Success, with Jo Littler

Uncommon Sense

20-10-2023 • 43分

“If you’re talented and work hard, success (whatever that is) will be yours!” – So says the powerful system and ideology known as “meritocracy”. But if only it were so simple! Jo Littler joins Uncommon Sense to reflect on where this idea came from, how it became mainstream, and how it gets used by elites to convince us we live in a system that is open and fair when the reality is anything but that.

But Jo also shows things are changing. Since the crash of 2008 it’s been clear we’re living and working on a far from “level” playing field. Jo describes the recent embrace of non-work and the rise of assertive “left feminisms” as a sign of hope that the tide may be turning against meritocracy and shallow ideas of success, and discusses the work of people leading the way.

Plus: we reflect on the trope of escape. Why is it so often that to “succeed” in life, one must leave the place that they’re from and embrace the risky and new? And what’s up with the cliche of the “ladder” as a visual image for success? Jo reflects with reference to everyone from Ayn Rand to Raymond Williams. Also: we consider the 1990s rise of the “Mumpreneur” and the more recent phenomenon of the “Cleanfluencer”.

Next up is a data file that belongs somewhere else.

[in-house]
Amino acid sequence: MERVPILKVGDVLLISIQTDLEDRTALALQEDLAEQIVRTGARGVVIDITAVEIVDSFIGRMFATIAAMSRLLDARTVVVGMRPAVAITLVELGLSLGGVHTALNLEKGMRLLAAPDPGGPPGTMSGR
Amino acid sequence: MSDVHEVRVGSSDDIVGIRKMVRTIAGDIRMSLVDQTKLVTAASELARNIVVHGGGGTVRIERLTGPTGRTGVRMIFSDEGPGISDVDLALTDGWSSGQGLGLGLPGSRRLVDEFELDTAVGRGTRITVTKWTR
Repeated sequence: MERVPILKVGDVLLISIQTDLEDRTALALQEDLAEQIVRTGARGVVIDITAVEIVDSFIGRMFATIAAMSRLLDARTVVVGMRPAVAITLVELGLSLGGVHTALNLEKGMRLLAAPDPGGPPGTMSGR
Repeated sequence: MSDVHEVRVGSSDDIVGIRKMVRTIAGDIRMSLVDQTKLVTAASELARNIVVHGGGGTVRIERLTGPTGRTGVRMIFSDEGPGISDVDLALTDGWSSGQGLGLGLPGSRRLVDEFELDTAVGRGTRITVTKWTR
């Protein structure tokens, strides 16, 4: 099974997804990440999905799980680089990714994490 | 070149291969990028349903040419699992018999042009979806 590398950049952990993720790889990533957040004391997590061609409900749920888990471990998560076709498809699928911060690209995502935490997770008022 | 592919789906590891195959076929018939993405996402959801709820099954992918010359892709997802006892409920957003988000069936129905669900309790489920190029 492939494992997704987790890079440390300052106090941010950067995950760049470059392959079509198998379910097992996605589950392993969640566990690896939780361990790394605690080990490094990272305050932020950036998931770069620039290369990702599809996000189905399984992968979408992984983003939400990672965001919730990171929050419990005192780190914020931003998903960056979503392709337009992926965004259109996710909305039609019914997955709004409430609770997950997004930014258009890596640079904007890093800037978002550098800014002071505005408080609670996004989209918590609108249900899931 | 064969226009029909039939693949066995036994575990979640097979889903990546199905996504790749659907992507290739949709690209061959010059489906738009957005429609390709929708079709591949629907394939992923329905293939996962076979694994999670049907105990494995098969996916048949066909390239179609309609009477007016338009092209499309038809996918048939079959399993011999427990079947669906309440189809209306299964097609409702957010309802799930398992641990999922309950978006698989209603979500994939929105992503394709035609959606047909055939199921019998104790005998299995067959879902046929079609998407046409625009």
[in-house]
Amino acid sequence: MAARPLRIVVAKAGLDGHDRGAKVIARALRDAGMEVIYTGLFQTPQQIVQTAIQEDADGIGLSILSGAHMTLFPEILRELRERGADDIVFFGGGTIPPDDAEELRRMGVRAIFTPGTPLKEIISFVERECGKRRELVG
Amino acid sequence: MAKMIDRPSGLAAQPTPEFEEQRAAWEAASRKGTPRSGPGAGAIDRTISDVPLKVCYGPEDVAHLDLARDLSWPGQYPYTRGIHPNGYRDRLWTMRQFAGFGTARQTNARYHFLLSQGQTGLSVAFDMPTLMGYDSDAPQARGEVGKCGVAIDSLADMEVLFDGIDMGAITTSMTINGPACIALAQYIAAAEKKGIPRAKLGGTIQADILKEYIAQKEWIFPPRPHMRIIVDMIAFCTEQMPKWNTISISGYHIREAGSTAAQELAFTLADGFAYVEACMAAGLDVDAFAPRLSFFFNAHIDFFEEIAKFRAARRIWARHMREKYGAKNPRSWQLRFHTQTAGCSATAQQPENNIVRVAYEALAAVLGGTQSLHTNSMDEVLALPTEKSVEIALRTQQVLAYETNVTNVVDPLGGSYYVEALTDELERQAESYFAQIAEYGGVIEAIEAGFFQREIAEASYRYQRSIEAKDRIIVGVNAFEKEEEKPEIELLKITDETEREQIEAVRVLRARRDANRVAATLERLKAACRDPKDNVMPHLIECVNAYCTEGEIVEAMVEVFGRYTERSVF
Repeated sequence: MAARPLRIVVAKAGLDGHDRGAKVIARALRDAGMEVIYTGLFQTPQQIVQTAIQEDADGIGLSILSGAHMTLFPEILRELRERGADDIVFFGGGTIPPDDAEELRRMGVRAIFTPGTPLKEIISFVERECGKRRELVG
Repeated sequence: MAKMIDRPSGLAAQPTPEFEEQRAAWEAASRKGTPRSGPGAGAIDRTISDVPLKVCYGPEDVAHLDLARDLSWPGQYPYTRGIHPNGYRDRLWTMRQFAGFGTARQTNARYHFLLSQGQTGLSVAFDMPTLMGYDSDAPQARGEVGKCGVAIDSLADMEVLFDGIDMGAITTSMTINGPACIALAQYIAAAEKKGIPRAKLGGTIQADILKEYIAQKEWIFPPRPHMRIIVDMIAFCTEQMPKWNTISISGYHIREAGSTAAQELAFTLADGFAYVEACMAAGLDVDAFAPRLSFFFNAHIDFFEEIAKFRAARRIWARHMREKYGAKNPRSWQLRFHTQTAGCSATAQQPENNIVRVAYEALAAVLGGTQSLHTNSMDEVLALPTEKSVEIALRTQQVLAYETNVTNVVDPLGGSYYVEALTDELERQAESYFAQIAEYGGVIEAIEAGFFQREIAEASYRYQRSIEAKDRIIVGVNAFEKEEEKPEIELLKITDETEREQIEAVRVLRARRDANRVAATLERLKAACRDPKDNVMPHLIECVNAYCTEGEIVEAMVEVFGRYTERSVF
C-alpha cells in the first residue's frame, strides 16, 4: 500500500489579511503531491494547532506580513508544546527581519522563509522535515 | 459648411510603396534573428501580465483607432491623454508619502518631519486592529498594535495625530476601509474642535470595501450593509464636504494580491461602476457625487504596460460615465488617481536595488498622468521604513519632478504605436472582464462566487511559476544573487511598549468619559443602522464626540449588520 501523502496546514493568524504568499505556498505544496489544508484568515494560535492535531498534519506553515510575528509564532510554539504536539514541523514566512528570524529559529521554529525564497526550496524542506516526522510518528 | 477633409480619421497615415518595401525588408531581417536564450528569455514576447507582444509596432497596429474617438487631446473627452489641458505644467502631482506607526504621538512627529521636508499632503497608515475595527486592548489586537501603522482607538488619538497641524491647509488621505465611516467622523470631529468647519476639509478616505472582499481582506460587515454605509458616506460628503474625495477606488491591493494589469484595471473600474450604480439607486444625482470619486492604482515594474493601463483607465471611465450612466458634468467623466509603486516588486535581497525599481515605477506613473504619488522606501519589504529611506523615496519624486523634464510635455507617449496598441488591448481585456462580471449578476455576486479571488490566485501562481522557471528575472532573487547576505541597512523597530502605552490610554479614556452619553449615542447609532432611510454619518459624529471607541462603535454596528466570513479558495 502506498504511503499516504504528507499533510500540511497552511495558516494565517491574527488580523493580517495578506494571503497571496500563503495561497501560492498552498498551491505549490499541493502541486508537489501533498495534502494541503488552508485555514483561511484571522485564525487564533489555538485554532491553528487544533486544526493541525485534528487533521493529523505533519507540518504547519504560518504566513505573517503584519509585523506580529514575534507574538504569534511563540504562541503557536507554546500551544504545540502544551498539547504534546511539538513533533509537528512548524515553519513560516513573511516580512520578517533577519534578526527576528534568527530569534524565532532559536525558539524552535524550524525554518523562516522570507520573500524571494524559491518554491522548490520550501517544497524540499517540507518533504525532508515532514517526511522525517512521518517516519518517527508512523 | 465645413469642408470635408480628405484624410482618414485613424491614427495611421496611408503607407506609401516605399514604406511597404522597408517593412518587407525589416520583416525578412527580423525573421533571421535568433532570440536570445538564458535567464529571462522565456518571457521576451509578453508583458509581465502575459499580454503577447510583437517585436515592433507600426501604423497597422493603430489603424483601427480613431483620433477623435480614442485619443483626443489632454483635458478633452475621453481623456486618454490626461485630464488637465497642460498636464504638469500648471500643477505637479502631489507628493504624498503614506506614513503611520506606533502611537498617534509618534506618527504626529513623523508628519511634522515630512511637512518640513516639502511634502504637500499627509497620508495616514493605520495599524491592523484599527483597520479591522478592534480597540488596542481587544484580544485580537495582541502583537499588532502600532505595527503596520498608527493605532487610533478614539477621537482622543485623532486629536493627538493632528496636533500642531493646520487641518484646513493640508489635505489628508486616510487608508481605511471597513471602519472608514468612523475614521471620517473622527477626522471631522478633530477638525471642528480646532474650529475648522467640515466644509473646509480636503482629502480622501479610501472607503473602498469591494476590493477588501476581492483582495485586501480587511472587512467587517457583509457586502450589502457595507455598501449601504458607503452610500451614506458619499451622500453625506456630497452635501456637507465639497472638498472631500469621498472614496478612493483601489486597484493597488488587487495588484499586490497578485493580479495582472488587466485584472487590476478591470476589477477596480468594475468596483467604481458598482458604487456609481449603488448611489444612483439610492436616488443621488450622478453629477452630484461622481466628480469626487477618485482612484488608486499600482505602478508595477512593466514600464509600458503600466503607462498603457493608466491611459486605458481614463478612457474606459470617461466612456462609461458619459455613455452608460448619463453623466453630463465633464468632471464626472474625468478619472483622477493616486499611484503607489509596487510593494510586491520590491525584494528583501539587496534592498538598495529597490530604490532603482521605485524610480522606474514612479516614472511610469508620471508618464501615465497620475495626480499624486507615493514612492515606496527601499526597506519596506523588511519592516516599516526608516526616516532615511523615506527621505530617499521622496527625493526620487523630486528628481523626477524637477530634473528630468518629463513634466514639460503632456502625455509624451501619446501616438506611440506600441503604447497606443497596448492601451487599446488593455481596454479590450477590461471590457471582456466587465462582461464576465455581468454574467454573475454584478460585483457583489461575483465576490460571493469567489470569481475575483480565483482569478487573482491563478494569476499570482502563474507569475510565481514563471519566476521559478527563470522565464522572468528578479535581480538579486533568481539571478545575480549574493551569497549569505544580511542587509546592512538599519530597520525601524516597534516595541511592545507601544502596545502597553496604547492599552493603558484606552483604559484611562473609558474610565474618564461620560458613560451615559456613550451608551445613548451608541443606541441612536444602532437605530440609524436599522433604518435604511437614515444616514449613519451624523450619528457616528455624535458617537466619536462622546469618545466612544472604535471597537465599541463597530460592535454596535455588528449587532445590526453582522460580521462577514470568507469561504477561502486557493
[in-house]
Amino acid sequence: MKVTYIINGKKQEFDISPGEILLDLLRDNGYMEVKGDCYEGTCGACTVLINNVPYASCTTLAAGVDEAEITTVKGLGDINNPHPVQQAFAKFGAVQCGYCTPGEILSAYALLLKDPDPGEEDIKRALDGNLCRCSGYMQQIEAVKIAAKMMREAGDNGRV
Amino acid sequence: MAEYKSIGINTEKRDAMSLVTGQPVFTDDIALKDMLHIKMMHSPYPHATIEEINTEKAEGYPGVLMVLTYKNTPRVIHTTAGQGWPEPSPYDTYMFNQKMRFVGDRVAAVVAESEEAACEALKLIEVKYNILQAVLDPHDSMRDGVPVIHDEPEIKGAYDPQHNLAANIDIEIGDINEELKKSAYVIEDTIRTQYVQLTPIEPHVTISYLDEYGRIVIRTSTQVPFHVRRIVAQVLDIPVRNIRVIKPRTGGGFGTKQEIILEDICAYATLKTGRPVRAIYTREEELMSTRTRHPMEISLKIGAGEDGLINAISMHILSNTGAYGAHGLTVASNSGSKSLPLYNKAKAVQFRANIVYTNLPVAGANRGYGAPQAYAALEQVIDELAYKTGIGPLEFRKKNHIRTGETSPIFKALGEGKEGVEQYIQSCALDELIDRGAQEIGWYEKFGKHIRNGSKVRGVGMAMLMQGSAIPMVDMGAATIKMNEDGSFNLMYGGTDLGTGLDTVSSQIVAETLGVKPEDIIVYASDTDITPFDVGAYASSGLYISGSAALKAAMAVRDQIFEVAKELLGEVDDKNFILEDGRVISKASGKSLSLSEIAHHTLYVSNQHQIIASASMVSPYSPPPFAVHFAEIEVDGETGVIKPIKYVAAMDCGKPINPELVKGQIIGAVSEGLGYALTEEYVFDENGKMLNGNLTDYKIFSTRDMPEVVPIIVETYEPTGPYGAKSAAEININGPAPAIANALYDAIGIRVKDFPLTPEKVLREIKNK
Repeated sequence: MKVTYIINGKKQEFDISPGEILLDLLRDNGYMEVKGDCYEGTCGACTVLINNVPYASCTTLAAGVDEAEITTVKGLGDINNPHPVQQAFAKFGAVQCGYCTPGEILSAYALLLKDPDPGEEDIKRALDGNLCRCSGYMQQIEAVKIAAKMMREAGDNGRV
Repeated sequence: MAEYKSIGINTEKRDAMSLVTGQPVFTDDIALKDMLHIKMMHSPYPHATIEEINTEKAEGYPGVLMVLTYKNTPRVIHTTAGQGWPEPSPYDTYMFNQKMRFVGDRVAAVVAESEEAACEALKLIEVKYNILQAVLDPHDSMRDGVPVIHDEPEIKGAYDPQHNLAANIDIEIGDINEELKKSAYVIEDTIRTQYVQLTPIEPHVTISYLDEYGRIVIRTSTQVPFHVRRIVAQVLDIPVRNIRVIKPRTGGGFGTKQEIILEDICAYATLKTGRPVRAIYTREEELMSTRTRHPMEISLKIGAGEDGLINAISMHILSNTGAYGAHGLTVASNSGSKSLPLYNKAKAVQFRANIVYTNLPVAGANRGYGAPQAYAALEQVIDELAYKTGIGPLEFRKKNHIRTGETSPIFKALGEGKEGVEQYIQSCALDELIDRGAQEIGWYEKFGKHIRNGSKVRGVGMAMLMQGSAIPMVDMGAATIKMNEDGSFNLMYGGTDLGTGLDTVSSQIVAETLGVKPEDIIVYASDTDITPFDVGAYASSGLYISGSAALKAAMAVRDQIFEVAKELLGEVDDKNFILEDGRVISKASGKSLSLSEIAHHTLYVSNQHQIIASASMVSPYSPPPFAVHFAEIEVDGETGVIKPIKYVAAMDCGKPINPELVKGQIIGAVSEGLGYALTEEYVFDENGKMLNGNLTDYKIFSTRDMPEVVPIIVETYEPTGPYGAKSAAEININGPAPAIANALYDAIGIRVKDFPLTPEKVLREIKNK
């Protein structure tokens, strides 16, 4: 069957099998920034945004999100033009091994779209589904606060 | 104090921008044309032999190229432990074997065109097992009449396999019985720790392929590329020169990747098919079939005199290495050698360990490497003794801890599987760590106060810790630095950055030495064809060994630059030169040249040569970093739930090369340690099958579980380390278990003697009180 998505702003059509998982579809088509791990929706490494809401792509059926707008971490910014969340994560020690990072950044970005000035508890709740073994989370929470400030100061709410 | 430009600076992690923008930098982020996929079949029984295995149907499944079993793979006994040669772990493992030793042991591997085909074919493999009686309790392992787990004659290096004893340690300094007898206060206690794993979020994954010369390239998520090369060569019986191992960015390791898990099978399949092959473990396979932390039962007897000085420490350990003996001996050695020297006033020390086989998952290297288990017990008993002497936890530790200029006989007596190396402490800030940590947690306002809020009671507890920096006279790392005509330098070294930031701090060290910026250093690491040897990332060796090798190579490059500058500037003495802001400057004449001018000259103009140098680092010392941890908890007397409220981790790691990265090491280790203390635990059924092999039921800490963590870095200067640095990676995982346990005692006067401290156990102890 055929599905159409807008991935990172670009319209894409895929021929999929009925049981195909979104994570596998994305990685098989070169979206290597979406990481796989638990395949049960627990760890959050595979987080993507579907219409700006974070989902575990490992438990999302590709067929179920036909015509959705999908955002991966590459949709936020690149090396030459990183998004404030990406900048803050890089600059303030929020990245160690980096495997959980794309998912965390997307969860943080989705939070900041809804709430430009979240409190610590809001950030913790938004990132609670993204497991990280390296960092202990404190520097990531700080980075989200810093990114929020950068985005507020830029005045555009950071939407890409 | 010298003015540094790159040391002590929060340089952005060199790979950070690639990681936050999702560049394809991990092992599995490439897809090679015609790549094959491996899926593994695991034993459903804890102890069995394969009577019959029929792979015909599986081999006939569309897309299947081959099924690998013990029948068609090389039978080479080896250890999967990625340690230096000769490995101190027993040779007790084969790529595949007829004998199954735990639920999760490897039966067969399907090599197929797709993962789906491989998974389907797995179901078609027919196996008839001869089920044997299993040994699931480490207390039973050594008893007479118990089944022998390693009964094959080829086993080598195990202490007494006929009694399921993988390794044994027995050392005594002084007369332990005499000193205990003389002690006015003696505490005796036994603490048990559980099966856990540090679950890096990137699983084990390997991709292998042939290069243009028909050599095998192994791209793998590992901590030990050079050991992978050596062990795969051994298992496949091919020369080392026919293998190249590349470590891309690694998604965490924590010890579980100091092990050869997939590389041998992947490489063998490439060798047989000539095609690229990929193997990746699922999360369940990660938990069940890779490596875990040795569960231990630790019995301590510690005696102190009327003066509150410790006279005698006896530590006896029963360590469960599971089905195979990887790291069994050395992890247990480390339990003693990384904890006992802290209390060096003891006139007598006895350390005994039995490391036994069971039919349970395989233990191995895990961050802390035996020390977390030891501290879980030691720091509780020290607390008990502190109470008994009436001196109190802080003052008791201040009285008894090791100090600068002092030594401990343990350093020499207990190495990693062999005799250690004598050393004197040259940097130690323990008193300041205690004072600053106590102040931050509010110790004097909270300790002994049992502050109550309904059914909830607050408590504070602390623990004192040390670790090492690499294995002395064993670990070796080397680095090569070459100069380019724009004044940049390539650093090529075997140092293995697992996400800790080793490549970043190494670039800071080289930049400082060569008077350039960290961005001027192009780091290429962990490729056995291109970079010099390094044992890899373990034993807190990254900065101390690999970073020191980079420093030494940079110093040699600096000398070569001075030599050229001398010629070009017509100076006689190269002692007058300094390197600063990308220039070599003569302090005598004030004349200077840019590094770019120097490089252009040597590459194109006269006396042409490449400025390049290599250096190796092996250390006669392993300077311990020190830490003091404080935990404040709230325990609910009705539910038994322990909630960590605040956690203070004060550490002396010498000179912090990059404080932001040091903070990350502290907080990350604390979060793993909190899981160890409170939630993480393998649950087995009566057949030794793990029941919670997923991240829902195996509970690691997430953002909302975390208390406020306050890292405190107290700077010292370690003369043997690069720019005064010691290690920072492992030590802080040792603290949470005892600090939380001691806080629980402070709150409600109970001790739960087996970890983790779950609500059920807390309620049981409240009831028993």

Guest: Jo Littler
Hosts: Rosie Hancock, Alexis Hieu Truong
Executive Producer: Alice Bloch
Sound Engineer: David Crackles
Music: Joe Gardner
Artwork: Erin Aniker

Find more about Uncommon Sense at The Sociological Review.

Episode Resources

Jo, Alexis and Rosie recommend

  • C. Carraway’s book “Skint Estate”
  • M. Brown and R. Jones’ book “Paint Your Town Red”
  • D. Aronofsky’s film “Requiem for a Dream”
  • R. Linklater’s film “Slacker”

From The Sociological Review

By Jo Littler

Further reading

  • “The Rise of the Meritocracy” – Michael Young
  • “The Coming of Post-industrial Society” – Daniel Bell
  • “Coloniality and Meritocracy in Unequal EU Migrations” – Simone Varriale
  • “Perceptions of Meritocracy in Singapore” – Terri-Anne Teo
  • “Meritocracy and Elitism in a Global City” – Kenneth Paul Tan
  • “The Tyranny of Merit” – Michael Sandel
  • “Inequality by Design” – Claude Fischer, et al.
  • “Notes on the Perfect”– Angela McRobbie
  • “Culture and Society” – Raymond Williams

Read more about the industrial sociologist Alan Fox, the work of Bev Skeggs on respectability politics, the work of Nancy Fraser, and the Billionaire Britain 2022 report by The Equality Trust.